THE Prime Minister’s Office has issued show-cause notices to bureaucrats in Punjab who have been judged as underperforming in their official duties. These have originated from their apparently lacklustre response or inaction towards public complaints registered on the Pakistan Citizen’s Portal. This is aimed at improving service delivery by public officials and ensuring accountability for those who are less responsive in their performance.

The spirit of the action by the Prime Minister’s Office may be justified but the methodology leaves a lot to be desired. There are deep-seated reasons for the bureaucracy’s shoddy performance and the government must take a comprehensive view of this problem instead of superficial steps like issuing show-cause notices.

The reform programme of the bureaucracy has produced little of substance so far. It is common knowledge that the accountability process unleashed on the bureaucracy by NAB has had a debilitating impact on how bureaucrats are now approaching their assignments. Everyone is fearful of the consequences of official actions, and no one is willing to take decisions that can lead to NAB investigations. Recent events have shown that NAB has opened cases against bureaucrats on matters that were once considered routine. Incarceration of officials, including retired bureaucrats, by NAB has sent a wave of fear through officialdom and the bureaucracy is now averse to showing any initiative.

The government needs to address this problem before it can start demanding a higher level of performance from the bureaucracy. In Punjab, the problem is even more acute because the political leadership has not been able to provide the vision and supervision that can channelise the bureaucracy to produce results. An added problem has been the fact that Punjab is perceived to be heavily influenced by Islamabad in its decision-making.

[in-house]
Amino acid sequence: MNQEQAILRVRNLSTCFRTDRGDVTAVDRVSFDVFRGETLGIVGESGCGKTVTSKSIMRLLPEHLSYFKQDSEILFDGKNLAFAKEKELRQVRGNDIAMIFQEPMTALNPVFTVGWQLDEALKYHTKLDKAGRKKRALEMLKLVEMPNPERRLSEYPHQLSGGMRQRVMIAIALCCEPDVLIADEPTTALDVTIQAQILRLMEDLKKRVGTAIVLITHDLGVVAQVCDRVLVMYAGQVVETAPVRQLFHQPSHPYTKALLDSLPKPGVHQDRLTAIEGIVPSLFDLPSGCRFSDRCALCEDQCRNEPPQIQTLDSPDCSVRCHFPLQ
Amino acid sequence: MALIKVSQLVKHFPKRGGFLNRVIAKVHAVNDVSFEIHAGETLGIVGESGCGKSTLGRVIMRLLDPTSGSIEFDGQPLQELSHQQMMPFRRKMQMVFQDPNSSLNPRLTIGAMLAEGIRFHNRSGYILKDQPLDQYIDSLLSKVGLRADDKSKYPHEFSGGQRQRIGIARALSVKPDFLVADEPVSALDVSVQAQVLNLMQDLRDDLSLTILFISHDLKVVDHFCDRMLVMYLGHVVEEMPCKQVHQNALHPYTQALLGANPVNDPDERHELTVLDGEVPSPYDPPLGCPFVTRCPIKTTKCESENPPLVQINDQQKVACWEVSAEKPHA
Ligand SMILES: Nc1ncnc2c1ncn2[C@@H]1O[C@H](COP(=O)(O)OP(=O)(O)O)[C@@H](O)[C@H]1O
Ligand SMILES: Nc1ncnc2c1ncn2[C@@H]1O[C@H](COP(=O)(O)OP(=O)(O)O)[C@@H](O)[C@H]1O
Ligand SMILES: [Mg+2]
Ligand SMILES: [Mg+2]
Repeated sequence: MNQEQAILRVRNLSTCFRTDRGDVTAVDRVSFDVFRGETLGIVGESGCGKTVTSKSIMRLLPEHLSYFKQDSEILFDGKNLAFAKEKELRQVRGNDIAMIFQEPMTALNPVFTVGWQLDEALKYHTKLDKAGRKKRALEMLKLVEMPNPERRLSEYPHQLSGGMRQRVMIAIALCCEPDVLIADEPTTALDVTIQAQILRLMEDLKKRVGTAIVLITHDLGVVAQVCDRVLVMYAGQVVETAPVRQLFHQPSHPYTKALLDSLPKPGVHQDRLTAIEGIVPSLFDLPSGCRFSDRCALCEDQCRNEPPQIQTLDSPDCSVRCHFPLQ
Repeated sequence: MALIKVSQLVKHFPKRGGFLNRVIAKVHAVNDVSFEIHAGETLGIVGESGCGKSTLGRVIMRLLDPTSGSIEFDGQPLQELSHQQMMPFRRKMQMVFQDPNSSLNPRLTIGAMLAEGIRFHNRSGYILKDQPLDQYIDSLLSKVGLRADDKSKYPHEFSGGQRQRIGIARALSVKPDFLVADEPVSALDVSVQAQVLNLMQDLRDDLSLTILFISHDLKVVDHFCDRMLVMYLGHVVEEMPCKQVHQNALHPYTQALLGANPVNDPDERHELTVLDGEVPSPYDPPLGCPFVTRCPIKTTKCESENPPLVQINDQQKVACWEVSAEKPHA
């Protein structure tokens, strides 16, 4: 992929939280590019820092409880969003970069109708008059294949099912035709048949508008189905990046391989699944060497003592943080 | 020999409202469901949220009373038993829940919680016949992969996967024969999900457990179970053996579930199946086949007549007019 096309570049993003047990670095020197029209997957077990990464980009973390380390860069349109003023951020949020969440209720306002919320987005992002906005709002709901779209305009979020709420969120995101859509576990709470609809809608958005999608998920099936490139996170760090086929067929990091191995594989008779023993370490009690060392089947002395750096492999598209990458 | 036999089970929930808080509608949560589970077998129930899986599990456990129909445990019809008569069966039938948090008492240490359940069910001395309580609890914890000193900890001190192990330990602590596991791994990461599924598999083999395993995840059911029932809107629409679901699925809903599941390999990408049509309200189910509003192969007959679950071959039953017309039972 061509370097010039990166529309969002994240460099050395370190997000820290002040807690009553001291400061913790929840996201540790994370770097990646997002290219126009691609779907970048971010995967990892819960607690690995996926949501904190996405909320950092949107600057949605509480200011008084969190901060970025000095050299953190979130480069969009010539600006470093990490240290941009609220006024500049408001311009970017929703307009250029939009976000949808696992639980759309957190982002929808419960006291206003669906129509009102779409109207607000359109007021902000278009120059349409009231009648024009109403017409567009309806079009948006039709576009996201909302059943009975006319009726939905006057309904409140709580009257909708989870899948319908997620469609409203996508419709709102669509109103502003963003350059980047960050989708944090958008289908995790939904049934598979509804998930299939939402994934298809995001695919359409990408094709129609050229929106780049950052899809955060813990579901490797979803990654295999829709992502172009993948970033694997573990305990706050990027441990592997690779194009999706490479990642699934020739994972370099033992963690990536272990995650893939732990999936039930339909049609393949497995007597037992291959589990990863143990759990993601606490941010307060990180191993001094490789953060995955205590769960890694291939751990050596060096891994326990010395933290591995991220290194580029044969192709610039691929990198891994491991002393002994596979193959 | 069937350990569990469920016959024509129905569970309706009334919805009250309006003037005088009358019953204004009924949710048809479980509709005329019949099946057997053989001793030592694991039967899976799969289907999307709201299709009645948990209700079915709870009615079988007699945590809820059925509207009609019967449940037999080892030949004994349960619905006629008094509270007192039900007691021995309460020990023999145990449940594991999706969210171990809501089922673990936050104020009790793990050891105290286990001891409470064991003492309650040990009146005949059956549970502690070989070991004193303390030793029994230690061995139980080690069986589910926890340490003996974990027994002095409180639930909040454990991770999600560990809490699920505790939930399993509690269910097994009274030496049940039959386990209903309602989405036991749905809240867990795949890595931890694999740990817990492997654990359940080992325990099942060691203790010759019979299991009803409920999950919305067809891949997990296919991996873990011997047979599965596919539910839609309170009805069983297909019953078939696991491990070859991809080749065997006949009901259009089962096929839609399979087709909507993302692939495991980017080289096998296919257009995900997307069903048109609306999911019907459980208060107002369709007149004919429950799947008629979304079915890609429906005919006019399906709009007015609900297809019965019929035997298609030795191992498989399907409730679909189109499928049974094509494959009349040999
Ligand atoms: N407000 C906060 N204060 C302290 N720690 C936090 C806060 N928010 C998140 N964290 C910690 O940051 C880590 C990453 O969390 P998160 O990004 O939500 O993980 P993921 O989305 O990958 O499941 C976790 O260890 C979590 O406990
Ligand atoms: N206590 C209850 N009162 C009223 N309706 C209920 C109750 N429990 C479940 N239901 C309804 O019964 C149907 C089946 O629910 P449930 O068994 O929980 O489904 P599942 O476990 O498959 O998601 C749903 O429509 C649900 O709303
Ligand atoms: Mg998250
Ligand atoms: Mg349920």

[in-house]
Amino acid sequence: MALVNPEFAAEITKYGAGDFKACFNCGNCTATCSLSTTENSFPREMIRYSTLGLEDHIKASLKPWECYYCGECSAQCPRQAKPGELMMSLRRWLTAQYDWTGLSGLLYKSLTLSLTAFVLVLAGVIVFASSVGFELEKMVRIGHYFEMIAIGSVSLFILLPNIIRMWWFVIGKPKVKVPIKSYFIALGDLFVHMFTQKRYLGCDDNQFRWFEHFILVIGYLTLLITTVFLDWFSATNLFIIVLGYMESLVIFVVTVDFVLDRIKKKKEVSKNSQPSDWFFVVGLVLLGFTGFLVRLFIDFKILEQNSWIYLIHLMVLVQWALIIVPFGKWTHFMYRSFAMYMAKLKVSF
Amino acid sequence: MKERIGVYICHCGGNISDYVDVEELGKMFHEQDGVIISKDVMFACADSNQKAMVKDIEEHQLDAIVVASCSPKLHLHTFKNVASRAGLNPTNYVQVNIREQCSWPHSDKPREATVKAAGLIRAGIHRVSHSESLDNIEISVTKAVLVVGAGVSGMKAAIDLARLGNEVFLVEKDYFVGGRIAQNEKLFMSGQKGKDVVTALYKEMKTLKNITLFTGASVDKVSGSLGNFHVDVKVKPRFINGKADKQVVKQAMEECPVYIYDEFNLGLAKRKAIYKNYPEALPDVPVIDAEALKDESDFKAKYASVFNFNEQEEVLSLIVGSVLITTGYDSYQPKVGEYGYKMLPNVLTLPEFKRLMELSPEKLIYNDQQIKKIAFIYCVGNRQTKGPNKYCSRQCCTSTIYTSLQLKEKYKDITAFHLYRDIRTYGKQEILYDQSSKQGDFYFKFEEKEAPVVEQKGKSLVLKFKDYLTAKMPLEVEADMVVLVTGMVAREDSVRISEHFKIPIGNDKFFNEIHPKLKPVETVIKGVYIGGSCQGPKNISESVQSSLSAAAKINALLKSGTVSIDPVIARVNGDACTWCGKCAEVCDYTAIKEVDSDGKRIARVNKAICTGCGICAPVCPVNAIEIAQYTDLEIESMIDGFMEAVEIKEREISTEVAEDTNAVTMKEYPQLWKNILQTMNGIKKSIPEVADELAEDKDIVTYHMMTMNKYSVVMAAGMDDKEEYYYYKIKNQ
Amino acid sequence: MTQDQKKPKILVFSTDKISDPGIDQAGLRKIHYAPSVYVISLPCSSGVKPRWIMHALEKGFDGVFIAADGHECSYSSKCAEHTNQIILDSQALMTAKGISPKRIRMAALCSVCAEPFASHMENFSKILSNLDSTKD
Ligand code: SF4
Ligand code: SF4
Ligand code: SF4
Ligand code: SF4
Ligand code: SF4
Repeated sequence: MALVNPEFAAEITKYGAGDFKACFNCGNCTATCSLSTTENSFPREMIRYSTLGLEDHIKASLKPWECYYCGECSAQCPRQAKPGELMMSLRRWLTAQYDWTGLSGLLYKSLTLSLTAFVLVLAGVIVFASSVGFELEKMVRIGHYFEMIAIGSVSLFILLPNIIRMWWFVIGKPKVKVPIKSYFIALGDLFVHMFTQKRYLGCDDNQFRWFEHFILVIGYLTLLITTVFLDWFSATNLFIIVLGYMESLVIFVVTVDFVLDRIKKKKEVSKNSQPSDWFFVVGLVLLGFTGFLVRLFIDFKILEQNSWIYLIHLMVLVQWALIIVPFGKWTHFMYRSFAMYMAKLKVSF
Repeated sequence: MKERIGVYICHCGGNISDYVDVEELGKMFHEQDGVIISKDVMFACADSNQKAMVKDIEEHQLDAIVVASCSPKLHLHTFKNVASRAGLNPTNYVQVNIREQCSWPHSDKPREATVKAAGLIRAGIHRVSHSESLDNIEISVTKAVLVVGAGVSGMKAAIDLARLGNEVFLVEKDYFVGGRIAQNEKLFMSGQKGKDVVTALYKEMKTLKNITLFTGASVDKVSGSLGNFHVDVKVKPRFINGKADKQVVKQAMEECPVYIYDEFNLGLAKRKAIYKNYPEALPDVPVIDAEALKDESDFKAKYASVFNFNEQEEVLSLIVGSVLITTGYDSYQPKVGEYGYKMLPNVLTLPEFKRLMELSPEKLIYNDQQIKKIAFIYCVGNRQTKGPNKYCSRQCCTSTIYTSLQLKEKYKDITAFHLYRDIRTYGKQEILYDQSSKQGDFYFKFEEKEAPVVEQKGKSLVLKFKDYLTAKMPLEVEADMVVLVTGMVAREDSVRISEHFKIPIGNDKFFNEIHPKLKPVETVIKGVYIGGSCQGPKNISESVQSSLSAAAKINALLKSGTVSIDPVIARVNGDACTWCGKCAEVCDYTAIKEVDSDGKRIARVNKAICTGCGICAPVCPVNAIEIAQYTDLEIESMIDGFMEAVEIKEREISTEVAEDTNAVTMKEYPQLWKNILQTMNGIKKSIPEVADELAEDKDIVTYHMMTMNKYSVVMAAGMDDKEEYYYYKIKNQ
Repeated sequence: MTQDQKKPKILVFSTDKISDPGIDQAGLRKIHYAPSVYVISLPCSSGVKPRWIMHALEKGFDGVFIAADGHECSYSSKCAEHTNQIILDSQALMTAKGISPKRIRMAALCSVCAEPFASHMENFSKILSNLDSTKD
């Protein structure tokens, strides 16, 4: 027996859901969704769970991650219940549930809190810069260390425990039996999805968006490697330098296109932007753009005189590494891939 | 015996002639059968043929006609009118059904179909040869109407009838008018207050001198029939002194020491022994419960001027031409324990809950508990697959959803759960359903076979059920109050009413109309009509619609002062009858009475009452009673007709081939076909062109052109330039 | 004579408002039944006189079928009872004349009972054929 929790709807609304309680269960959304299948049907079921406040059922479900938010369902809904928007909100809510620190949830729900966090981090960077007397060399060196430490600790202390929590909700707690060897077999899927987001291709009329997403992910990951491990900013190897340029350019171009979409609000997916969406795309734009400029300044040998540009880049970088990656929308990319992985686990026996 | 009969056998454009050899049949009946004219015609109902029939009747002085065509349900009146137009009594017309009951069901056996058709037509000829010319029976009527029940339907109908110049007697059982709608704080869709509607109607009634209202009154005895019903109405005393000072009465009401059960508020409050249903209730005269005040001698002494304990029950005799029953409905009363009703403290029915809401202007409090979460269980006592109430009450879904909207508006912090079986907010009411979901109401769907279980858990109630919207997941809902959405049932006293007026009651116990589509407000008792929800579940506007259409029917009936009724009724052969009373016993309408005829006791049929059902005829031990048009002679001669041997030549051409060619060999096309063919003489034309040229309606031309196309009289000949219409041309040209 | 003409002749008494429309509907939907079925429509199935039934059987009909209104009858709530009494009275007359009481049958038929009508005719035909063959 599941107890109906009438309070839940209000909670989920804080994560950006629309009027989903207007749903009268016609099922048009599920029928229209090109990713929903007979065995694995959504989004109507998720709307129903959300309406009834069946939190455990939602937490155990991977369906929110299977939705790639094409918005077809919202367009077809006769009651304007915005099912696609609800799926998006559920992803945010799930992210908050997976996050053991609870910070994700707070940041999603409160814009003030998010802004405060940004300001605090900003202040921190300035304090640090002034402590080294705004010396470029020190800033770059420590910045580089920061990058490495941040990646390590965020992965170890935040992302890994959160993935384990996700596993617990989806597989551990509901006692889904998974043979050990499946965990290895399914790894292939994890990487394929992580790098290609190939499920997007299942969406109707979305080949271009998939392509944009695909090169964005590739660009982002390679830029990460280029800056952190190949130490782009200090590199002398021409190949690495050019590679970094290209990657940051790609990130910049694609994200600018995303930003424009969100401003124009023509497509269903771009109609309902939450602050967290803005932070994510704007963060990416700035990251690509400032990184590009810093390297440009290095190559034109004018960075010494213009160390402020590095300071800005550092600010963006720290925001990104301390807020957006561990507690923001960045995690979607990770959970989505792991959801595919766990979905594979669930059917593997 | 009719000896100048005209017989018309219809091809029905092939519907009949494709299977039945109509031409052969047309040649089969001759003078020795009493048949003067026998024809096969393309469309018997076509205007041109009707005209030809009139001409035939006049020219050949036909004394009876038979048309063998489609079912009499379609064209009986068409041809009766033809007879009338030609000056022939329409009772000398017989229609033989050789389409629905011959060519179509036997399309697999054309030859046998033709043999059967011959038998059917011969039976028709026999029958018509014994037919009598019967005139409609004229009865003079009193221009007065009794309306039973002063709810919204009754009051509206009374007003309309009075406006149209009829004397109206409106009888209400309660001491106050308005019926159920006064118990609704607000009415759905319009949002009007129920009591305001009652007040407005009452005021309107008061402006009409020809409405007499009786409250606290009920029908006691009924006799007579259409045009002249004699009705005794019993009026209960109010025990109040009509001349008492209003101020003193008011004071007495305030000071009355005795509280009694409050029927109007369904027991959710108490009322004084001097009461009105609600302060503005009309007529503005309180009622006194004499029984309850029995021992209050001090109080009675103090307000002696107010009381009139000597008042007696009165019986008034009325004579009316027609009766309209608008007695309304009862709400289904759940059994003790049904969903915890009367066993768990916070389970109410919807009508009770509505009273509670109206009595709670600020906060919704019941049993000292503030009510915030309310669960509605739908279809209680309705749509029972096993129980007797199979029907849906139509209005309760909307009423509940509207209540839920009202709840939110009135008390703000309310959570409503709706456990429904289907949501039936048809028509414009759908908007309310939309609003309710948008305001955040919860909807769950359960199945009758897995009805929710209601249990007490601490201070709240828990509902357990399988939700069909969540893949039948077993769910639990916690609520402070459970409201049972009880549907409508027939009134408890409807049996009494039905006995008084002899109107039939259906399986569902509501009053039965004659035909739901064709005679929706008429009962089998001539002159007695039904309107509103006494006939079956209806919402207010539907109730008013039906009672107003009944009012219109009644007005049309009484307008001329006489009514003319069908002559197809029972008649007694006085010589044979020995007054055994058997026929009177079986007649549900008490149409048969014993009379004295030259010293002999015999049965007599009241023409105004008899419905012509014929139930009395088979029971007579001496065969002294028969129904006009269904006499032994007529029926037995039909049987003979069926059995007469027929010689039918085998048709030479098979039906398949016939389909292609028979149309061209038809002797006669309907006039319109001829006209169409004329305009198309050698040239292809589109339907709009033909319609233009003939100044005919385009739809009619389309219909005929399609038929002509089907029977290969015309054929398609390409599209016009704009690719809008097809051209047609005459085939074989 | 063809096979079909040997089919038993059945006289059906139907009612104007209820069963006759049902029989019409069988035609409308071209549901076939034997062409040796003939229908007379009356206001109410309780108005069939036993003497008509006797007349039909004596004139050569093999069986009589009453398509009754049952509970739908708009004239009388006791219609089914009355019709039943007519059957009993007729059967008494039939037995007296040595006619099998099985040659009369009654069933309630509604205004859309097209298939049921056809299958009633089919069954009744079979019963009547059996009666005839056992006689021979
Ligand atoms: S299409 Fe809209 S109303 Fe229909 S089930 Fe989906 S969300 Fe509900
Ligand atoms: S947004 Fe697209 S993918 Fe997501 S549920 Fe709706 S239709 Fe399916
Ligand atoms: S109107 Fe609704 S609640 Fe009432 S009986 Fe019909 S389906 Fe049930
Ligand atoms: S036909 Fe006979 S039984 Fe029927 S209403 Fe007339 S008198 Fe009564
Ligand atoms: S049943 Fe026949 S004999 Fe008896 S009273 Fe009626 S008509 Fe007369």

One example of this is that the show-cause letters have emanated from the Prime Minister’s Office instead of the Punjab Chief Minister’s Office. Such a situation has complicated matters for the bureaucracy because they know that while they report to the chief minister, their decision-maker sits in Islamabad. This sends a wrong signal to officialdom, and therefore bureaucrats look towards Islamabad instead of Lahore. Such a mode of governance under the PTI government has not produced the desired results in Punjab.

While it is important that the Prime Minister’s Office also keep a check on the performance of the civil servants, it would be far more advisable for the centre to empower the Punjab government in order for it to get the bureaucrats to perform at the desired level. Governance has to coalesce around defined and identifiable targets that are achieved through focused implementation driven by close supervision. In the present situation, such governance does not seem to be visible in Punjab. The prime minister should focus on the root causes of the bureaucracy’s lack of performance.

Published in Dawn, February 16th, 2021

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